Part 1 of this series introduced the behaviour of spraying as a form of scent marking in cats, differentiated this behaviour from that of normal urination, discussed the main reason for spraying, and explained the use of neutering as an effective means of reducing or eliminating the problem behaviour. Today we will look at spraying as a normal behaviour for identifying territory.
Every cat has its own home base which is surrounded by the home range and beyond that the hunting territory. The home base is usually considered to be the actual house in which the cat lives, and for some cats in multi-cat households, it is reduced even further to merely a particular resting place. The home range usually includes favourite places for playing and sleeping and the extent of it is determined by various factors, including the number of cats in the area, the food supply and the sex, age and personality of the cat and its surrounding neighbours. It is generally considered to be the garden surrounding the house.
Beyond the home range lies the hunting ground and this is connected to the home range by specific routes. These long, circuitous paths go around the neighbouring territories which are defended by other cats. Time-scheduling appears to play an important role in the feline world, and cats that share territory boundaries may establish routines whereby one cat has the right of way in the morning while the other has the right of way in the evening.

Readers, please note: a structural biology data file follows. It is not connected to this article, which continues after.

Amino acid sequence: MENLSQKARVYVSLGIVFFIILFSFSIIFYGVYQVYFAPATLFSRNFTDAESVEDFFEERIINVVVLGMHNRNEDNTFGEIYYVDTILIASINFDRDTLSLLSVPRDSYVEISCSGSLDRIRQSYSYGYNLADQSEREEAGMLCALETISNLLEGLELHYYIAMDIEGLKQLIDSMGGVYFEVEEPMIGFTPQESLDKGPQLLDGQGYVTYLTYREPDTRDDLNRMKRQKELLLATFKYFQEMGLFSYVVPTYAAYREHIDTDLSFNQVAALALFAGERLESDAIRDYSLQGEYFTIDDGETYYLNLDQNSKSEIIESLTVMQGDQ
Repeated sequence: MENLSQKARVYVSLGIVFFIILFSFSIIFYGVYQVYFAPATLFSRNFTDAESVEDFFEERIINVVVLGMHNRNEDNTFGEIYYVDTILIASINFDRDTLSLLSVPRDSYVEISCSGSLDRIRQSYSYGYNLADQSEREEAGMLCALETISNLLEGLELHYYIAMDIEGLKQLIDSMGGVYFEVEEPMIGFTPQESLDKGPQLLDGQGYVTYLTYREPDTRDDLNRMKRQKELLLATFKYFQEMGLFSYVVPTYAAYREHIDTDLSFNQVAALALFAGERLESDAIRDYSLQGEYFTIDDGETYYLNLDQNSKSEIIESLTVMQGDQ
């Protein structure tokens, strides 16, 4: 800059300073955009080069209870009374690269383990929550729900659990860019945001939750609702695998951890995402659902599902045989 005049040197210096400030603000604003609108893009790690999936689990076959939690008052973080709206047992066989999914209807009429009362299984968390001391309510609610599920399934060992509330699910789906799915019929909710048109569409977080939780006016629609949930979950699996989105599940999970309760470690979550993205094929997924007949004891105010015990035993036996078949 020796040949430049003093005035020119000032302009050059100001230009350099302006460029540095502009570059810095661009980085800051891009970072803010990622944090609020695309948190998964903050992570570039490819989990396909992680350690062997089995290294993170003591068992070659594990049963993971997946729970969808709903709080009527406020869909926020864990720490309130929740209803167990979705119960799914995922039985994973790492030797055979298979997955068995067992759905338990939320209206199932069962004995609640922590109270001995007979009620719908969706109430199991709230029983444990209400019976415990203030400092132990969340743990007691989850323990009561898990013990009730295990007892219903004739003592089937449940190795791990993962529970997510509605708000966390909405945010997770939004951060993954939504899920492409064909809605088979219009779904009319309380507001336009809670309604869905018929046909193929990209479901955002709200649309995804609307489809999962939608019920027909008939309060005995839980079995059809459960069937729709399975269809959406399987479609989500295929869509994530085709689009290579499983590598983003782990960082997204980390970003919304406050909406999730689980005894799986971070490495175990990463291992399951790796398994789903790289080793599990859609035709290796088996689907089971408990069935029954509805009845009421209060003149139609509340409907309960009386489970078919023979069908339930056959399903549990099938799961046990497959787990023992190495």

Cats deposit very distinctive odours in and around their territory. Such smells are known as pheromones, which are secreted in a fatty viscous form by glands placed all over the body. Pheromones can simply be released into the air, but are specifically directed to concentrate scent on marking posts. Urine and faeces are good vectors for distributing pheromones. The signal may last for hours or even weeks after its deposit. Outdoor spraying is a normal territorial behaviour in a cat. Cats advertise their presence in a territory by spraying visually conspicuous sites. Cats “time share” territories, so the marks enable the cats to space themselves out so that they do not meet often. It is when cats start to spray indoors that, not only is it a stinky problem for the owner, but it is often an indication of a deeper-lying emotional issue with the cat.
The majority of pet cats do not spray indoors, because the core to their territory is secure from challenge by other cats and our pets are most likely to be emotionally calm there. Owners are there to protect them and they can rest without fear of disturbance. In the territorial sense, it would also be a waste of time and energy to mark an area already defined as occupied and safe.
The third article to this series will discuss spraying indoors as a means of coping with stress.
Copyright © Kristel-Marie Ramnath 2019